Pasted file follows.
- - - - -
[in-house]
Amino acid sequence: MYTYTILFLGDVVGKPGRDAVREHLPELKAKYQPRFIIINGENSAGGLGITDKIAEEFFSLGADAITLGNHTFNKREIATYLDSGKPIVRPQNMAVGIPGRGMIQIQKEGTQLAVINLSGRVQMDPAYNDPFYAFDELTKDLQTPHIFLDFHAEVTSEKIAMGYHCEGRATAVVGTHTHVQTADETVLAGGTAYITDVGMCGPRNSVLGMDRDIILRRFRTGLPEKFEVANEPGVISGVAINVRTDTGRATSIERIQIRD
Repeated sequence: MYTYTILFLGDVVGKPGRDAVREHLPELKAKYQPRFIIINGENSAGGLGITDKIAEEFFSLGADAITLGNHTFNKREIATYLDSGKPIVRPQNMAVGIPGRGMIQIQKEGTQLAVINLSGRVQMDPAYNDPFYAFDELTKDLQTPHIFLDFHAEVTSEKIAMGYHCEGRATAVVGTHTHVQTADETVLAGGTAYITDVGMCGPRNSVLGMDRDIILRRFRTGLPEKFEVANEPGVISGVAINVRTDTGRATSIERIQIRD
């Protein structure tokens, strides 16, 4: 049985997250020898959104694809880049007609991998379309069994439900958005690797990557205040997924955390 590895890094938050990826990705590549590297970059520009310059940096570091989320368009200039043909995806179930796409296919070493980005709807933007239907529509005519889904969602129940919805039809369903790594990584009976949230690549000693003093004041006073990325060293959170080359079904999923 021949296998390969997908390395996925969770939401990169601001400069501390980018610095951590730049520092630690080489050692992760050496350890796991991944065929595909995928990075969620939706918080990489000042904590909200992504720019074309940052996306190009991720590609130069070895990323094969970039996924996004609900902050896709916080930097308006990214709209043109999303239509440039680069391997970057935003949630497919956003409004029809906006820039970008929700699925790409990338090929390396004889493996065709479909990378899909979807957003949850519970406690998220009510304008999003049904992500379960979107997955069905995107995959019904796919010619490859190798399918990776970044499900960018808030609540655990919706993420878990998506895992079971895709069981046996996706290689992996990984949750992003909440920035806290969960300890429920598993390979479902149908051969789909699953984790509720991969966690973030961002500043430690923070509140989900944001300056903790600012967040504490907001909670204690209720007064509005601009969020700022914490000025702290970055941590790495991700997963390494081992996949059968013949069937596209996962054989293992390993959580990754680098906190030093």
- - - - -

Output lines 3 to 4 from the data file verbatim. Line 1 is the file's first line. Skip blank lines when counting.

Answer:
Repeated sequence: MYTYTILFLGDVVGKPGRDAVREHLPELKAKYQPRFIIINGENSAGGLGITDKIAEEFFSLGADAITLGNHTFNKREIATYLDSGKPIVRPQNMAVGIPGRGMIQIQKEGTQLAVINLSGRVQMDPAYNDPFYAFDELTKDLQTPHIFLDFHAEVTSEKIAMGYHCEGRATAVVGTHTHVQTADETVLAGGTAYITDVGMCGPRNSVLGMDRDIILRRFRTGLPEKFEVANEPGVISGVAINVRTDTGRATSIERIQIRD
């Protein structure tokens, strides 16, 4: 049985997250020898959104694809880049007609991998379309069994439900958005690797990557205040997924955390 590895890094938050990826990705590549590297970059520009310059940096570091989320368009200039043909995806179930796409296919070493980005709807933007239907529509005519889904969602129940919805039809369903790594990584009976949230690549000693003093004041006073990325060293959170080359079904999923 021949296998390969997908390395996925969770939401990169601001400069501390980018610095951590730049520092630690080489050692992760050496350890796991991944065929595909995928990075969620939706918080990489000042904590909200992504720019074309940052996306190009991720590609130069070895990323094969970039996924996004609900902050896709916080930097308006990214709209043109999303239509440039680069391997970057935003949630497919956003409004029809906006820039970008929700699925790409990338090929390396004889493996065709479909990378899909979807957003949850519970406690998220009510304008999003049904992500379960979107997955069905995107995959019904796919010619490859190798399918990776970044499900960018808030609540655990919706993420878990998506895992079971895709069981046996996706290689992996990984949750992003909440920035806290969960300890429920598993390979479902149908051969789909699953984790509720991969966690973030961002500043430690923070509140989900944001300056903790600012967040504490907001909670204690209720007064509005601009969020700022914490000025702290970055941590790495991700997963390494081992996949059968013949069937596209996962054989293992390993959580990754680098906190030093």